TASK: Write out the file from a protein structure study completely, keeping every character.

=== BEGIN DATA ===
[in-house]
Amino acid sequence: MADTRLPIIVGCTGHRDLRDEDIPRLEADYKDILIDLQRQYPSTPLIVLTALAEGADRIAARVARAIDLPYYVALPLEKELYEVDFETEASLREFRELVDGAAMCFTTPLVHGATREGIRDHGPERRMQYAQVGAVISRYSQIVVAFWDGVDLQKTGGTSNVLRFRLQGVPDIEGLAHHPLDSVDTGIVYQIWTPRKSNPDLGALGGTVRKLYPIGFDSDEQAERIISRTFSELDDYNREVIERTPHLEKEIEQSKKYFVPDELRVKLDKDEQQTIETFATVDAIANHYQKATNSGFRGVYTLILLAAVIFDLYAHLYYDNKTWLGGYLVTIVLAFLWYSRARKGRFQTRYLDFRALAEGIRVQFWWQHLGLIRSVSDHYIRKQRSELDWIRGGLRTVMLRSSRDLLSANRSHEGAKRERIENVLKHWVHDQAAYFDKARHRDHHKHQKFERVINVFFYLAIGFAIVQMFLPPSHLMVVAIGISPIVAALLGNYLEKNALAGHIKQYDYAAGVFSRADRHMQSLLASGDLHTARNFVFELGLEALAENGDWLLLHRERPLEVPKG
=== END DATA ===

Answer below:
[in-house]
Amino acid sequence: MADTRLPIIVGCTGHRDLRDEDIPRLEADYKDILIDLQRQYPSTPLIVLTALAEGADRIAARVARAIDLPYYVALPLEKELYEVDFETEASLREFRELVDGAAMCFTTPLVHGATREGIRDHGPERRMQYAQVGAVISRYSQIVVAFWDGVDLQKTGGTSNVLRFRLQGVPDIEGLAHHPLDSVDTGIVYQIWTPRKSNPDLGALGGTVRKLYPIGFDSDEQAERIISRTFSELDDYNREVIERTPHLEKEIEQSKKYFVPDELRVKLDKDEQQTIETFATVDAIANHYQKATNSGFRGVYTLILLAAVIFDLYAHLYYDNKTWLGGYLVTIVLAFLWYSRARKGRFQTRYLDFRALAEGIRVQFWWQHLGLIRSVSDHYIRKQRSELDWIRGGLRTVMLRSSRDLLSANRSHEGAKRERIENVLKHWVHDQAAYFDKARHRDHHKHQKFERVINVFFYLAIGFAIVQMFLPPSHLMVVAIGISPIVAALLGNYLEKNALAGHIKQYDYAAGVFSRADRHMQSLLASGDLHTARNFVFELGLEALAENGDWLLLHRERPLEVPKG